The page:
2023-Compassionate Action (4 of 5) For the Sake of the Whole World
8:56PM Aug 4, 2023
Nope, now it worked.
So, hello, and welcome to this fourth time talk about compassionate action. And it's maybe worth repeating that this talks about compassionate action, are building on a whole series of talks from before, that focused on the role of developing awareness as a foundation for compassion and action, developing attunement with others and ourselves as a foundation for compassion, cultivating appreciation of others a deep respect, also as a foundation for compassionate action, to cultivate the appropriate aspiration, a wish, as part of compassionate action. And with all that, we're ready for, to act compassionately. And so we don't want to be impulsive in the compassionate action or unconsidered or, or necessarily think just because we identify something like compassion or desire to help people or to stop suffering, that it's wisely considered to consider wisely is an important part of the Buddhist practice, to consider that profoundly to have a profound consideration, which means to stop and feel and have access to some sense of a profound source within take the time, what is the depths of your being, say? Or how does that inform you? Or how does that help you understand the situation. And I like this expression, depth of your being. Some people might say, say, whatever is heartfelt, but even the heart might not be the, the fullest or the wisest place from which to act in the world. But to really come from some take time to come from someplace deep within. And, and this the deepest place may be, is a place where we don't have divisions. For our care, we don't have we're not partial, we don't have distinctions between those people, deserving our care and compassion and those who are don't the deepest place inside as quieted this divisive mind that many of us can live in where it's partial, it's preferential, it's, it's, some people are excluded from our care, because we don't think they deserve it or something. But then the depth of our being, it's possible to care, to be concerned with the welfare of everyone. And, and the Buddha refers to this as being concerned for the welfare of the whole world. He talks about being concerned for the welfare of oneself, concerned for the welfare of others, concerned for the welfare of self and others, and which is what we've talked about the first three days this week. And then he, in addition to that talked about being concerned for the welfare of the whole world. And, and, you know, certainly the whole world is a big task to consider the welfare of everyone, but to let the awareness to the care that compassion that comes compassionate concern, have no divisions have no us versus them, who's justifies our compassion? Who doesn't? That's what I understand the whole world means there's no separation. So certainly, we probably care for the people close to us, because we're there close to us. We see them, we know them. We don't have to go after now and donate to every nonprofit that had doing good world throughout the whole world. But there's no division, no separation of our care. And this is phenomenally important that we no one's cast away from our hearts, that when we engage in this complicated life, complicated interpersonal life, that we're concerned about the what's best for everyone concerned. And this was a very important approach that I took when I was the chair of an ethics committee. And I had to deal with lots of conflict and sometimes with transgressions and harms that were done between people. And and I would talk to everyone carefully Lay and tell them that my my concern was a search for what's for the welfare and for the good of everyone concerned, it was a little bit hard for some people to appreciate when they felt that other people deserve the punishment or deserved something terrible. And, and, and certainly some kind of serious consequences sometimes are needed. But to understand what those consequent how those consequences when consequences work for the welfare of everyone for the good of everyone. So it isn't just punitive. And that's the end of it. It's yes, there has to be consequences, there have to be accountability, there has to be, something has to change. But here's why it's helpful for you, here's why it's good for you, here's why you need to do this, it gives you an opportunity to grow, to change to come to terms, all kinds of things. And genuinely, I found that everyone involved in these conflicts of resolutions that I was involved in, came to appreciate that, that we're looking for the greater good for everyone. And didn't mean that we compromise, whoever was compromising the good for someone who needed needed more. Something, it was really looking for the for the How to benefit everyone, where it's not a win lose situation. And, and to do this, it takes a lot more attention left more reflection and thinking and getting a sense of the whole picture and everyone involved. And the quick decision that this is wrong, and you're bad, and we're cutting you out, or we're somehow casting you from a heart or, or treating you kind of in a punitive way are something that does not take into account the the the humanity of everyone involved the fullness of their heart, their minds, their psychology, and you know what the impact of everything will be, but just take time to be in conversation with people find out what's going on for them, and what really in a deep way is their need. And for so they can really grow and develop and become better people. That was my task is when I dealt with these ethics challenges. And I think people came to appreciate it a lot. And even people who were hurt or doors or who felt like they were wronged in the conflict they were in, I think they came out as better people. Because they understood that, that they were being taken care of well, their situation was cared for and, and, and proper resolution was made, but that the welfare of everyone involved was taken into account. And sometimes everyone is not necessarily the parties and only the parties in a conflict, but also involves the people around it to know about it that are indirectly involved or connected to the parties involved. So why do we care for everyone involved? So I learned a lot about this, and doing these complex, you know, mediations and issues that I for many years I was doing. But but also I think it's a natural byproduct of a liberated heart, a mind that is liberated from the divisiveness liberated from attachment to it has to be one way or attachment to oneself or attachment to one's family or one's tribe or whatever it might be. And and so when we're involved in compassionate action in the world to be considered about it is Who Who benefits from this? And is there anybody who is harmed by this? Is anybody ever leaving someone out of the picture? Are we focusing too much on maybe the person who is suffering the most and, and forgetting there's more people involved in the ecology in the, in the community of that's related to all this? And how is it that we can take into account the whole world everyone involved, and not yourself, not just the other and some very deep personal way, but for a whole community. And that community could be a family, it could be a place of work, it could be a sangha, spiritual community we're in it could be a neighborhood, it could be, you know, you know, where that hole is, is a you know, it varies from time to time. But I see it in the world of politics, that the divisions are so strong that so many times the other people are cast from our hearts. And we don't ask you know, the question of what what would be best here for We won. How do we find a way? And the difficult thing about considering what's the welfare for everyone, no matter how it is, it actually takes time, the conflict resolution work that I did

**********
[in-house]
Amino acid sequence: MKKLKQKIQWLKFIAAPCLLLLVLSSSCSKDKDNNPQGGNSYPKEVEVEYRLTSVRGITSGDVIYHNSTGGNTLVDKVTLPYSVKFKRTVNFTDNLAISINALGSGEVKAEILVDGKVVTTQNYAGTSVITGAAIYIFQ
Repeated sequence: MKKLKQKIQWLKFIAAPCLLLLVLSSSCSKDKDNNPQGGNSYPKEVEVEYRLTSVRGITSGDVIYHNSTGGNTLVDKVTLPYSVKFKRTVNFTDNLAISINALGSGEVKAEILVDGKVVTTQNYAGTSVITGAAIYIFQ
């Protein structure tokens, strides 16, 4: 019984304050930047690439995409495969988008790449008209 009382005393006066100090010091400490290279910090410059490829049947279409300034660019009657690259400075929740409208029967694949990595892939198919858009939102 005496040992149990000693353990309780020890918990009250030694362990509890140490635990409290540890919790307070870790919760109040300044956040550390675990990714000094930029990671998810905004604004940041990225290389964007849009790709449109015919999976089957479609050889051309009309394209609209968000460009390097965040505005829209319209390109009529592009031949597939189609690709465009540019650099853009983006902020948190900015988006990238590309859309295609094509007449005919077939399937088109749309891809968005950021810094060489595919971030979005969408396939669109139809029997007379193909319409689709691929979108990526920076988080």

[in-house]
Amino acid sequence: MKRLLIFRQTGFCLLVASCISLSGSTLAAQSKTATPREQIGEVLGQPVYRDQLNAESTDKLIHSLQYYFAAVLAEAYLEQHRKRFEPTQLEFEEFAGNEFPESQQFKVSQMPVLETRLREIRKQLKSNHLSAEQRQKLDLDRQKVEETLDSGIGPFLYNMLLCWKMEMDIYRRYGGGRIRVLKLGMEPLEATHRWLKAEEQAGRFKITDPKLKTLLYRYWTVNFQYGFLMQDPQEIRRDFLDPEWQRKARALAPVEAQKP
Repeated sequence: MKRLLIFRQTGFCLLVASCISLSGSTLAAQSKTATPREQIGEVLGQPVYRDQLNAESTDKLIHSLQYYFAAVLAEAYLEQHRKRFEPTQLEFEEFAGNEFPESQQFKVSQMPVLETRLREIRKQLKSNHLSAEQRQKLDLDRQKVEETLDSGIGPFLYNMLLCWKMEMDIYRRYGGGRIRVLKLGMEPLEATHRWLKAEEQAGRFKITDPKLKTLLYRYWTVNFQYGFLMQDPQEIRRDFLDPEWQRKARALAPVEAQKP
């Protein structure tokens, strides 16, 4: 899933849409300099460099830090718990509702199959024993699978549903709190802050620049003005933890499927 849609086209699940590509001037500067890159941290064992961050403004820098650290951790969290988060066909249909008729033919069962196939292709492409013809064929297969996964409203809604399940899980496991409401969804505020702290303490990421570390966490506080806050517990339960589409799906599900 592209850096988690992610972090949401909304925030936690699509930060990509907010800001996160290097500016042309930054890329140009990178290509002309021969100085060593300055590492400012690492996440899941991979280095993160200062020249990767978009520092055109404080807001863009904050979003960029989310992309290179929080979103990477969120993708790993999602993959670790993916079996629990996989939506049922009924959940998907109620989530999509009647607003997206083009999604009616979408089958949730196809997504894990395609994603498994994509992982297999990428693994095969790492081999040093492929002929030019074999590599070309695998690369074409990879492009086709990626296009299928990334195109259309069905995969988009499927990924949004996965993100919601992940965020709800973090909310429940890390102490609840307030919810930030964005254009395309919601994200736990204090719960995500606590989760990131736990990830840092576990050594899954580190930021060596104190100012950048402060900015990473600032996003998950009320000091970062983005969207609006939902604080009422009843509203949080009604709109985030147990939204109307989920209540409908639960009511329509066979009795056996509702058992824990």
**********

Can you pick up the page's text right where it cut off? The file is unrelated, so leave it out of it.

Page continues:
was not a time efficient process, it actually took a lot of conversations. And I think not a few people who tried to be involved in similar conflict resolutions, tried to do shortcuts. And I saw that whenever short cuts were done, often the conflict resolution didn't work out very well. And so it might take a long time to find what's best for everyone involved. But the other thing I learned during doing this, and while it might take a lot of time to do so that it actually saved a lot of time in the future, when these conflict resolution when hurts when problems between people, when when compassion is not all encompassing in its scope. So many times, the amount of repair work that had to be done later, was much greater than all the inefficient time taken to to resolve it well the first time. So it might seem inefficient and seem frustrating to stop and consider the welfare of all and do the consideration be in the conversations to understand the situation better to be do their creative thinking to kind of consider what how to do this. So it benefits everyone, and but down, but it makes it much more efficient or easier or more time saving in the future as we go along. And, and so I don't know exactly what's coming to mind right now is a very simple example, this doesn't involve, you know, conflict resolution, it could be that someone is ill, and it's nice to bring them dinner or some food. And it would seem like you're just bringing them food is a good thing. But what's the big for the bigger picture, the welfare of all, will maybe make enough food for their caretakers. Maybe there's people paid caretakers who are caring for them, who are often neglected, often not seen, often ignored from, you know, in the close for, you know, relationships that, you know, we we have, but maybe you know, make enough for them as well. Maybe for their family, maybe there's more people and there might not be so much extra work to make a bigger meal that can be then shared more widely. Buy. And that's a little bit more work to make more, might actually create a much better world, that who knows what benefits come into the future that are unseen. And so just a small example. But there's many examples of this. And so compassionate action, not a rush to be compassionate, to act compassionately, not to narrow the focus to only the person who's suffering or challenged, but how to kind of take a deep breath and relax and open to the situation more fully take the time and reflect, you know, how was I? What's really what really brings welfare for this person? What do they really need? How is it? How do I do this for my own sakes? So I'm nourished and becoming better person? How do we do this so that it takes into account the relationship between us, self and others? And how do we do this, that it really takes into account a wider scope of in other community, the whole world, if you will. And if you protest that this is too much work, and like to emphasize again, that I think that in the bigger picture, it makes life much easier. And that's how it in a way. It says the welfare for all all concerned including oneself because of how we benefit in return. So in that process, I hope that compassionate action helps you become happier, more more contented, more nourished, more inspired in a wonderful way may it lead to your happiness and freedom. So thank you, and we will continue this topic of compassionate action one more day tomorrow. And and I look forward to it. Thank you